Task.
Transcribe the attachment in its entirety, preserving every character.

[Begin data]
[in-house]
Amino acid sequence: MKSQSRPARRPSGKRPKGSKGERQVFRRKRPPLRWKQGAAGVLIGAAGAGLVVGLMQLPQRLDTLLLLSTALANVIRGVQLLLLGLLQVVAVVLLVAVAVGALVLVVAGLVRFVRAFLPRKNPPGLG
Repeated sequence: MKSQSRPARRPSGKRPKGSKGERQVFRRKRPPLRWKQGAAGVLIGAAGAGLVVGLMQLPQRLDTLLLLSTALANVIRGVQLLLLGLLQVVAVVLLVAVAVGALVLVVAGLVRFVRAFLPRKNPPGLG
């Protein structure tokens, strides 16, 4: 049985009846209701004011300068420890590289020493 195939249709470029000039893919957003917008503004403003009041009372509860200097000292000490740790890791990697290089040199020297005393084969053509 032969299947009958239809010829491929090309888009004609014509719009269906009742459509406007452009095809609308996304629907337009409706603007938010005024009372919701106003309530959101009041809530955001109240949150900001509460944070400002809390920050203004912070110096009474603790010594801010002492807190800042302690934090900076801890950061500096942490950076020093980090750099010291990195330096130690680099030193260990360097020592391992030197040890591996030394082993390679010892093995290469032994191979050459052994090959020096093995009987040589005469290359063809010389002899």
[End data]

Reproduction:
[in-house]
Amino acid sequence: MKSQSRPARRPSGKRPKGSKGERQVFRRKRPPLRWKQGAAGVLIGAAGAGLVVGLMQLPQRLDTLLLLSTALANVIRGVQLLLLGLLQVVAVVLLVAVAVGALVLVVAGLVRFVRAFLPRKNPPGLG
Repeated sequence: MKSQSRPARRPSGKRPKGSKGERQVFRRKRPPLRWKQGAAGVLIGAAGAGLVVGLMQLPQRLDTLLLLSTALANVIRGVQLLLLGLLQVVAVVLLVAVAVGALVLVVAGLVRFVRAFLPRKNPPGLG
């Protein structure tokens, strides 16, 4: 049985009846209701004011300068420890590289020493 195939249709470029000039893919957003917008503004403003009041009372509860200097000292000490740790890791990697290089040199020297005393084969053509 032969299947009958239809010829491929090309888009004609014509719009269906009742459509406007452009095809609308996304629907337009409706603007938010005024009372919701106003309530959101009041809530955001109240949150900001509460944070400002809390920050203004912070110096009474603790010594801010002492807190800042302690934090900076801890950061500096942490950076020093980090750099010291990195330096130690680099030193260990360097020592391992030197040890591996030394082993390679010892093995290469032994191979050459052994090959020096093995009987040589005469290359063809010389002899």